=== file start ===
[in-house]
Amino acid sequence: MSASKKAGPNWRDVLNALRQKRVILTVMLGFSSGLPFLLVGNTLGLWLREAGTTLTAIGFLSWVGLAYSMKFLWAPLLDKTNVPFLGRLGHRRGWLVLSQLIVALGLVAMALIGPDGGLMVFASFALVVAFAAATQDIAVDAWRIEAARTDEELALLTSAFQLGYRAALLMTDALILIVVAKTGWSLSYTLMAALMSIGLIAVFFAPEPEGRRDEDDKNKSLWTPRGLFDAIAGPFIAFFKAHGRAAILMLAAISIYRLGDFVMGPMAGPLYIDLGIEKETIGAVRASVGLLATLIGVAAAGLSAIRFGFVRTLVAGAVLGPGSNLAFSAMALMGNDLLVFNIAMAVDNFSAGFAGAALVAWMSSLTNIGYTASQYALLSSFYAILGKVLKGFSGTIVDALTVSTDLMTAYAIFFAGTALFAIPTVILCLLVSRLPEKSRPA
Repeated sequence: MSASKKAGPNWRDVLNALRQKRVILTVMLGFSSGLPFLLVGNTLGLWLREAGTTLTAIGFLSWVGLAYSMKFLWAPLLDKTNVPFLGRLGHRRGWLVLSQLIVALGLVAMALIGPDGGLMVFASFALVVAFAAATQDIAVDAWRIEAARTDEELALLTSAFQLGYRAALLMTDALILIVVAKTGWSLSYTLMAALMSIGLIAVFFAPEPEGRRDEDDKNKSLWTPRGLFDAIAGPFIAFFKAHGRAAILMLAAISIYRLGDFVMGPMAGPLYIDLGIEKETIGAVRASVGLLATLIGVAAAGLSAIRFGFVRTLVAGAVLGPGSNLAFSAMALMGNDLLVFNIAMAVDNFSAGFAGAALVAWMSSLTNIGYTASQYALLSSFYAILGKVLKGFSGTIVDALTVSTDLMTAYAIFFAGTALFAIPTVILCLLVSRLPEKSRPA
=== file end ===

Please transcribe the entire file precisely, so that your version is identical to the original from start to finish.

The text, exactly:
[in-house]
Amino acid sequence: MSASKKAGPNWRDVLNALRQKRVILTVMLGFSSGLPFLLVGNTLGLWLREAGTTLTAIGFLSWVGLAYSMKFLWAPLLDKTNVPFLGRLGHRRGWLVLSQLIVALGLVAMALIGPDGGLMVFASFALVVAFAAATQDIAVDAWRIEAARTDEELALLTSAFQLGYRAALLMTDALILIVVAKTGWSLSYTLMAALMSIGLIAVFFAPEPEGRRDEDDKNKSLWTPRGLFDAIAGPFIAFFKAHGRAAILMLAAISIYRLGDFVMGPMAGPLYIDLGIEKETIGAVRASVGLLATLIGVAAAGLSAIRFGFVRTLVAGAVLGPGSNLAFSAMALMGNDLLVFNIAMAVDNFSAGFAGAALVAWMSSLTNIGYTASQYALLSSFYAILGKVLKGFSGTIVDALTVSTDLMTAYAIFFAGTALFAIPTVILCLLVSRLPEKSRPA
Repeated sequence: MSASKKAGPNWRDVLNALRQKRVILTVMLGFSSGLPFLLVGNTLGLWLREAGTTLTAIGFLSWVGLAYSMKFLWAPLLDKTNVPFLGRLGHRRGWLVLSQLIVALGLVAMALIGPDGGLMVFASFALVVAFAAATQDIAVDAWRIEAARTDEELALLTSAFQLGYRAALLMTDALILIVVAKTGWSLSYTLMAALMSIGLIAVFFAPEPEGRRDEDDKNKSLWTPRGLFDAIAGPFIAFFKAHGRAAILMLAAISIYRLGDFVMGPMAGPLYIDLGIEKETIGAVRASVGLLATLIGVAAAGLSAIRFGFVRTLVAGAVLGPGSNLAFSAMALMGNDLLVFNIAMAVDNFSAGFAGAALVAWMSSLTNIGYTASQYALLSSFYAILGKVLKGFSGTIVDALTVSTDLMTAYAIFFAGTALFAIPTVILCLLVSRLPEKSRPA